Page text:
Image: Lt. Col. John Tracy
Art Lien
Lt. Col. John Tracy, depicted in the center, delivers opening arguments to a military jury in the court-martial of Lt. Col. Steven L. Jordan, seated third from the left.
updated 8/21/2007 3:18:32 PM ET 2007-08-21T19:18:32

An Army officer who once was in charge of the interrogation center at Abu Ghraib prison was a failed leader whose errors set the stage for abuses committed by military police under his control, a military prosecutor told jurors Tuesday.

However, a defense lawyer and a prosecution witness said Lt. Col. Steven L. Jordan was a solid leader who didn’t have command responsibility for the MPs who helped prepare prisoners for interrogation.

The conflicting characterizations of Jordan’s role comprise the central dispute at his trial for decisions that allegedly set the stage for detainee abuses at the prison in Iraq in the fall of 2003.

Jordan, 51, a reservist, doesn’t appear in any of the infamous photos of humiliation and assaults committed by low-ranking U.S. soldiers. He is accused of illegally ordering the use of dogs during interrogations and of subjecting detainees to forced nudity and intimidation during a search for smuggled weapons on Nov. 24, 2003.

“He was the man who created an atmosphere that broke down the discipline of the soldiers and allowed it to happen,” the prosecutor, Lt. Col. John P. Tracy, said in opening statements as Jordan’s court-martial began Tuesday.

'A courageous leader'
Defense attorney Major Kris Poppe maintained that Jordan was “a courageous leader,” who helped improve security and living conditions at the prison despite being wounded in a mortar attack shortly after he arrived in September 2003.

Poppe said the abuses were committed mainly by military police outside Jordan’s command. He said Jordan’s involvement in the Nov. 24, 2003, incident was as a volunteer backup to MPs trying to remove an armed prisoner from his cell.

“The evidence will show that Lt. Col. Jordan was a strong leader. The evidence will not show that Lt. Col. Jordan abused any detainees or was present when any detainees were abused,” Poppe said.

Retired Col. Steven Boltz, then deputy commander of military intelligence operations in Iraq, testified for the prosecution that he recommended Jordan, a longtime associate he still admires, for the difficult job of setting up and directing the interrogation center.

When Jordan arrived, the sprawling Abu Ghraib complex was a squalid facility under constant bombardment and staffed by MPs who “were overwhelmed and weren’t able to do their job,” Boltz said. Jordan set about improving security and living conditions, but he had no control over the MPs, who had their own chain of command, Boltz said.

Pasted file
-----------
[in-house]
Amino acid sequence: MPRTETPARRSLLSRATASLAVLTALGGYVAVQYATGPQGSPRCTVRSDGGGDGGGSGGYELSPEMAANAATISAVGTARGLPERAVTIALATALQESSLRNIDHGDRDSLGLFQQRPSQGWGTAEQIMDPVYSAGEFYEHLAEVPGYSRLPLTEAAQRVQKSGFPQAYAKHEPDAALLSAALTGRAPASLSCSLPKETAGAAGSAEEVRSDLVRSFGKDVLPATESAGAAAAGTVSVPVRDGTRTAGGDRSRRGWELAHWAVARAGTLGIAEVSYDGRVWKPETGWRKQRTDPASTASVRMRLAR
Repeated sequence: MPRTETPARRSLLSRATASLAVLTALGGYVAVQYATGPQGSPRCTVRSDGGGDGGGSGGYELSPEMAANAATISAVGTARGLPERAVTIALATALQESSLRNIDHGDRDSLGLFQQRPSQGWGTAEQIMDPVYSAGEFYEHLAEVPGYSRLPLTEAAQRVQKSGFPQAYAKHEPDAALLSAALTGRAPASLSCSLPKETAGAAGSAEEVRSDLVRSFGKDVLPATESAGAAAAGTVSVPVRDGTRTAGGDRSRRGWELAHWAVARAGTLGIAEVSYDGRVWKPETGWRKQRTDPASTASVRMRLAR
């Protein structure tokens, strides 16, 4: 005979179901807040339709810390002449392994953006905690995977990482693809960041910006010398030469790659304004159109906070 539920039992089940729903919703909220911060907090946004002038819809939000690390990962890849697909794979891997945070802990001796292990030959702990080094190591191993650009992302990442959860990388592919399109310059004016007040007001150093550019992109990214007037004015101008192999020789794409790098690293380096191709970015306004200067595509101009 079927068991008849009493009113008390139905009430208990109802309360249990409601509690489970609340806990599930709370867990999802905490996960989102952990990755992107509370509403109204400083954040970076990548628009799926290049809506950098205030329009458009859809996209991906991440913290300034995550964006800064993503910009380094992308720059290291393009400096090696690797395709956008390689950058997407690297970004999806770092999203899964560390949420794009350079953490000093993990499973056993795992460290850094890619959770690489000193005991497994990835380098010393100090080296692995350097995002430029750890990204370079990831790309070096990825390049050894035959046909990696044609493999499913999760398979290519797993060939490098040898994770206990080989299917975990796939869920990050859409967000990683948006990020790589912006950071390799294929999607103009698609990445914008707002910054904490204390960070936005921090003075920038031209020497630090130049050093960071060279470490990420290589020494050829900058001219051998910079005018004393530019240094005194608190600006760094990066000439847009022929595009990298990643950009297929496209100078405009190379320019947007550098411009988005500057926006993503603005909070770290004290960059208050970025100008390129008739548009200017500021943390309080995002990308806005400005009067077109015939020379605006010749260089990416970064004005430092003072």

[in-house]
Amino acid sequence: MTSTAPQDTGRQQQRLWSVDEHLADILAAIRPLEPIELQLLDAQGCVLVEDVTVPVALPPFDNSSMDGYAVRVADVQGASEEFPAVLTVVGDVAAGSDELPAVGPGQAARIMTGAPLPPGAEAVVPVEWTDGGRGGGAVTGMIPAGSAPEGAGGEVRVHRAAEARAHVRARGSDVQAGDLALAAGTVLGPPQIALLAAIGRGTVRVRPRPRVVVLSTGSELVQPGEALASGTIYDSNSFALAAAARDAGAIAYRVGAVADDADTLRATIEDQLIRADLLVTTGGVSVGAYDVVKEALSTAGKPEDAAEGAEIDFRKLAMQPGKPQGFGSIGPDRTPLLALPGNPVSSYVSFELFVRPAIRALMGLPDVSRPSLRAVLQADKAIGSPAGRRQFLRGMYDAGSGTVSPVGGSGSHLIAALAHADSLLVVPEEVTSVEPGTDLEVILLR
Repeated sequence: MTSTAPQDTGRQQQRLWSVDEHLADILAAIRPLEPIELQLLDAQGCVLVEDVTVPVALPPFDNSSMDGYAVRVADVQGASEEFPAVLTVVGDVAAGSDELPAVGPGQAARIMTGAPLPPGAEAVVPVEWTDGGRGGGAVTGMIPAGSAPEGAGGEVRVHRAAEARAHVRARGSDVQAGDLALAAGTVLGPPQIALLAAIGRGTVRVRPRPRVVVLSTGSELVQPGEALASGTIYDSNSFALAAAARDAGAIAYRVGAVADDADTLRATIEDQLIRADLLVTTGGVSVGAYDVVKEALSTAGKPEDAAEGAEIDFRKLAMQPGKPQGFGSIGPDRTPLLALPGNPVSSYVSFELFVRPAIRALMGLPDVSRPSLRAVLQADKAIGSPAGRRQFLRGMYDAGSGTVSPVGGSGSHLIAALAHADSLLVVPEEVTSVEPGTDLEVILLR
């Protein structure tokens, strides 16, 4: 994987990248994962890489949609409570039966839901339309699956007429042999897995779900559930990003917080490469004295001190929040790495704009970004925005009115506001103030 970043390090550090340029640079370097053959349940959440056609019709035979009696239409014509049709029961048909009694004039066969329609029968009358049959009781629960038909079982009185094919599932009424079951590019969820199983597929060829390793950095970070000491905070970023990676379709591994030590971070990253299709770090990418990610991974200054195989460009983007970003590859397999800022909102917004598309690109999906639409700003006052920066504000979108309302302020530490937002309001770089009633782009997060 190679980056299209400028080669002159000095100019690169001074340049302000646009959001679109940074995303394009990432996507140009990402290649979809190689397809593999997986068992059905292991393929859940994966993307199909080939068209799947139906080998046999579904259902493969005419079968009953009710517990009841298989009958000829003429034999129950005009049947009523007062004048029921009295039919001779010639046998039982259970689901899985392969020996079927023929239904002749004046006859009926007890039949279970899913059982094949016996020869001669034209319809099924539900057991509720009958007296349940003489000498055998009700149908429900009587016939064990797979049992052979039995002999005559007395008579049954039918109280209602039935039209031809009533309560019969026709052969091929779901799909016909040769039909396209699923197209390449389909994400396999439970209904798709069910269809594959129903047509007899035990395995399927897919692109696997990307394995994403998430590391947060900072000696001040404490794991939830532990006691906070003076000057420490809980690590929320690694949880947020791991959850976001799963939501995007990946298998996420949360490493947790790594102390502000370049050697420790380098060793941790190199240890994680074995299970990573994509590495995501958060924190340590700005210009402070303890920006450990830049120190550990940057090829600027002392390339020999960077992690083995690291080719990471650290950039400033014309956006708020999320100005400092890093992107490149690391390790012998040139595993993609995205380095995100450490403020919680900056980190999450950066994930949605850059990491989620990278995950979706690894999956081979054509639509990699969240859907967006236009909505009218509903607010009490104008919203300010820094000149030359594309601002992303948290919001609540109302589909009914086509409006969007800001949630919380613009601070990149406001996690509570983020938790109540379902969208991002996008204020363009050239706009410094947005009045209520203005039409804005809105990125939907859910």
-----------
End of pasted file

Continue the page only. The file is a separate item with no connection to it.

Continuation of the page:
Jordan was directly supervised by Col. Thomas Pappas, then commander of the 205th Military Intelligence Brigade, who testified as a prosecution witness that he took over as director of the center because Jordan wasn’t focusing on it enough.

Image: Lt. Col. Steven L. Jordan
Art Lien
Lt. Col. Steven L. Jordan, depicted on the left, is accused of illegally ordering the use of dogs during interrogations and of subjecting detainees to forced nudity and intimidation.
“I would have liked it if he had spent more time doing that,” Pappas said. Instead, “he was involved in soldier issues and making sure they were taken care of.”

Two charges dismissed
Pappas has not been charged with criminal offenses, though he was reprimanded and fined $8,000 for approving the use of dogs during an interrogation without higher approval.

Jordan is the only officer among the 12 people charged in the scandal, and he is the last to go to trial. Eleven enlisted soldiers have been convicted.

On Monday, the judge, Army Col. Stephen R. Henley dismissed two charges — making a false official statement and obstruction of justice — after an investigating general acknowledged that he didn’t read Jordan his rights before interviewing him.

The dismissals left Jordan still facing four counts, including disobeying an order barring him from discussing the investigation with others, punishable by up to five years in prison; failure to obey a regulation, punishable by up to two years; cruelty and maltreatment of detainees, punishable by up to one year; and dereliction of duty, punishable by up to six months.

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